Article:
While I do not distinctly recall previous lives, I have the sense of being reborn. My view of Karma is different than most. Throughout my meditation practices and often throughout the day I often have mental scenarios of things that I have done and that have been done to me. I call these regrets and recriminations. Part of my meditation process both in my practice and throughout the day is noticing these thoughts and sensing in my body the associated feelings, whether of guilt, hurt or anger, with these thoughts. I then breathe through these feelings and drop them. Some keep coming back because I have not successfully released them. It is important for me to feel all the pain associated with these thoughts and then release them. I think of all of these as learning experiences. Some of these may be related to past life experiences that I have not worked through. But the more I am able to go into Pure Consciousness free of these feelings and thoughts, the less I will be saddled with them in my coming lives. Also, I am less conditioned in this life by these kinds of habitual thinking. I should add I have a long way to go.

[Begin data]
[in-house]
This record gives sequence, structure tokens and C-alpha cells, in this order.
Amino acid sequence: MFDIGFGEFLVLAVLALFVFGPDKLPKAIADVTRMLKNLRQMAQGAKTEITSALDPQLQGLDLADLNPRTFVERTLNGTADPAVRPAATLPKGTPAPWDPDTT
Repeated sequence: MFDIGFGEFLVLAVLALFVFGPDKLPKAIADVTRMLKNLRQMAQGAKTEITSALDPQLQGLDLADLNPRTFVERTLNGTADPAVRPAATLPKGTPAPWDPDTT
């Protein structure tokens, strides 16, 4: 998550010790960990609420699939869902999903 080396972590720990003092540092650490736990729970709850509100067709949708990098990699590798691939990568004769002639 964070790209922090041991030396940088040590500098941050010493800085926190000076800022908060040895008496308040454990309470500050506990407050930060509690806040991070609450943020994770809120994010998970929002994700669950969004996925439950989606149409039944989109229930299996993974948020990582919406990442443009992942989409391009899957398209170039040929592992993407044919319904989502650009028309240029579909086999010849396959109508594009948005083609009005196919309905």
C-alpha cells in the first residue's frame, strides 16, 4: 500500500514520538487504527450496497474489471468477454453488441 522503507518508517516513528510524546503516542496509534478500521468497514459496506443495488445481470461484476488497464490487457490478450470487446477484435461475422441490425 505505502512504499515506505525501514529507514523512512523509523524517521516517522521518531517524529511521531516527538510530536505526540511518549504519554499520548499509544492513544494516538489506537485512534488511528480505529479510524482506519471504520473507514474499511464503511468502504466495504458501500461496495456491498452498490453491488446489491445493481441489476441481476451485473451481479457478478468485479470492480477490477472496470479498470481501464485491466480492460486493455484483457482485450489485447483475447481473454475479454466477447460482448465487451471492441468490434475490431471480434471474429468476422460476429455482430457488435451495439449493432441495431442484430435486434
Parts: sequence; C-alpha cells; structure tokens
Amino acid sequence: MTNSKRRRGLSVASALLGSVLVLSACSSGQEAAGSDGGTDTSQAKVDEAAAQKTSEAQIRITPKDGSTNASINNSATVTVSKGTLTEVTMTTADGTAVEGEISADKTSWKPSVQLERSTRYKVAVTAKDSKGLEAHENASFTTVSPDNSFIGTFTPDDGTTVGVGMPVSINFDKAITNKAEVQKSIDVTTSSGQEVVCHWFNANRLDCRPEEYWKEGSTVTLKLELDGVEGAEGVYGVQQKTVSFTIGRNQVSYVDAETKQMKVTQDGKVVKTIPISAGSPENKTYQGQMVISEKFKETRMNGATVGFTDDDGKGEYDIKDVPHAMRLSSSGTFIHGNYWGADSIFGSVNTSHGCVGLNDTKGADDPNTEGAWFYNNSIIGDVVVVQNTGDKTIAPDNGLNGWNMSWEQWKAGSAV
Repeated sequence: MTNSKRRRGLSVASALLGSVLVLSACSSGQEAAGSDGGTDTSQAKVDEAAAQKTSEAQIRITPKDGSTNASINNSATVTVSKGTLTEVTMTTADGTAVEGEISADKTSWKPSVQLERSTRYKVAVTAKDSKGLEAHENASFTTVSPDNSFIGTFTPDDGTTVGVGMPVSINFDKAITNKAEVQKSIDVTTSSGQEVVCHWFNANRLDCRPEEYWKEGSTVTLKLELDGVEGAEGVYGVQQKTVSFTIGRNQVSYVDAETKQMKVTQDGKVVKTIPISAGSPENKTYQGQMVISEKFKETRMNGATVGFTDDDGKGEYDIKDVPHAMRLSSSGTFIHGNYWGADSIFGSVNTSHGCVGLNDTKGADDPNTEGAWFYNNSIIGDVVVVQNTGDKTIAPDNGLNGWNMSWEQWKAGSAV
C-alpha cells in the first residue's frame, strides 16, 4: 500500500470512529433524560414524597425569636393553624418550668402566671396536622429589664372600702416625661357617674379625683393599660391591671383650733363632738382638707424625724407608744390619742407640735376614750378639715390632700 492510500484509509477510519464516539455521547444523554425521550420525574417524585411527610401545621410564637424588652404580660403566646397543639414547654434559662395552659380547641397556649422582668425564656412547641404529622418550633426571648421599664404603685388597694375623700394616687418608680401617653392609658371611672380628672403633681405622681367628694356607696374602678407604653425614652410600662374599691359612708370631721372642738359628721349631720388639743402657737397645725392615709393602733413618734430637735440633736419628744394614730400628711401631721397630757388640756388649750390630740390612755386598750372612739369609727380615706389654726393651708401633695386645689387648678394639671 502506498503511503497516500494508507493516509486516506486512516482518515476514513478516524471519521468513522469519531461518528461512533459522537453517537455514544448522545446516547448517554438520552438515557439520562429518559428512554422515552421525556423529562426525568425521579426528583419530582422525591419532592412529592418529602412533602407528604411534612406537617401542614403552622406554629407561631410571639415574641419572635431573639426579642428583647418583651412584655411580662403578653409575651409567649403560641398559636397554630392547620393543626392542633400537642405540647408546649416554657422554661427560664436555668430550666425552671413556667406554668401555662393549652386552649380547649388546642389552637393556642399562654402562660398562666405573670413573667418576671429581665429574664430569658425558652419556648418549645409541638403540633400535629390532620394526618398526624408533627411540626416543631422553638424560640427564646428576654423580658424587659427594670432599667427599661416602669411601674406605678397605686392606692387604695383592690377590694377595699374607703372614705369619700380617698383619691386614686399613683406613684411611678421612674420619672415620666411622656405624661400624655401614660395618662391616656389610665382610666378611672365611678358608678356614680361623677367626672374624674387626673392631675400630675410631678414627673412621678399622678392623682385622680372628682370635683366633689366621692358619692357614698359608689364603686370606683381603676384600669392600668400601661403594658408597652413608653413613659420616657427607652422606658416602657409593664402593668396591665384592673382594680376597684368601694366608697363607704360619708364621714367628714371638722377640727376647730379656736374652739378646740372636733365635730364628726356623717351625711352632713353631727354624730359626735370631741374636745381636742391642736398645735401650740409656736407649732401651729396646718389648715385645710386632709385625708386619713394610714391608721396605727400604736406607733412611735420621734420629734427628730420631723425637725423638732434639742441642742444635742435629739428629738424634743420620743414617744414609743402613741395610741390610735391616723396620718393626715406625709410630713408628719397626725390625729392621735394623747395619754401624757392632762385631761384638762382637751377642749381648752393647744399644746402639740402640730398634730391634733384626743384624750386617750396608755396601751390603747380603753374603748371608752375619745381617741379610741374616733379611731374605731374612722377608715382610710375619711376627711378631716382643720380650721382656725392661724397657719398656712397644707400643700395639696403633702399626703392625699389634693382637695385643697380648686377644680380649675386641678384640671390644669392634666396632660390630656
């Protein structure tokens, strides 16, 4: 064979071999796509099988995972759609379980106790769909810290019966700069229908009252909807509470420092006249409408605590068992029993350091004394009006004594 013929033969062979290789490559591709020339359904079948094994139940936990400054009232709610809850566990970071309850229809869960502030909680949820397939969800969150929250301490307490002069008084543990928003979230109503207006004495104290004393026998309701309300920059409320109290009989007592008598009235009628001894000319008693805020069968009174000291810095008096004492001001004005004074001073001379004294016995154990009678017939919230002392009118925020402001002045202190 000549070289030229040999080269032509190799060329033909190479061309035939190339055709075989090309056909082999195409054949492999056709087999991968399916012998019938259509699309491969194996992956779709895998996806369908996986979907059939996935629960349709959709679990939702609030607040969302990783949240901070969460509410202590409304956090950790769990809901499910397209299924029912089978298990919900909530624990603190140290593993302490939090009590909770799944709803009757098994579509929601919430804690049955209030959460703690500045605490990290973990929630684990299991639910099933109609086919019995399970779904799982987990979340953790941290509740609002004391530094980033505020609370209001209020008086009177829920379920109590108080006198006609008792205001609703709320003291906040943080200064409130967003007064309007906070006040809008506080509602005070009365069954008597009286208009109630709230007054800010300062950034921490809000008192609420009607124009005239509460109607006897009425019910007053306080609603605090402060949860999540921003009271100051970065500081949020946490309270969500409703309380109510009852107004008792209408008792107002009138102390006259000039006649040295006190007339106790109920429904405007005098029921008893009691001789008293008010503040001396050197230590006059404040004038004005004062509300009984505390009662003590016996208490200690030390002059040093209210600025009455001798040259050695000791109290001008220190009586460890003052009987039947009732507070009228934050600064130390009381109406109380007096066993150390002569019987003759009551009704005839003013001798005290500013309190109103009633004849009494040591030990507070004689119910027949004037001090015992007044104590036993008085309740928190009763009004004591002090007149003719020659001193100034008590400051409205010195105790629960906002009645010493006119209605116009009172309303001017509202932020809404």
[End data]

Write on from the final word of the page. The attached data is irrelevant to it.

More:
These thoughts also act as a barrier to the flow of inspiration and experiences from my pure consciousness.
My friends in Karma Zong in Boulder told me their particular lineage took Bodhisattva vows. They vowed to not go beyond the cycle of life and death but to reincarnate out of compassion to guide us, who are still in this life.
I myself through all my trials and tribulations, also great joy and pleasure, love life, and would like to keep coming back for encores until I get it right, that is become fully awakened or evolved or whatever term we use. Life in the physical realm is a divine aspect of divine Existence, just as is Consciousness.
Anyway, this is my “story”. It has come to me over many years. As I grow closer to death it is comforting to know that I will transition into my pure consciousness and become more fully who I truly am.
There is a Zen Koan, “What face did you have before you were born?”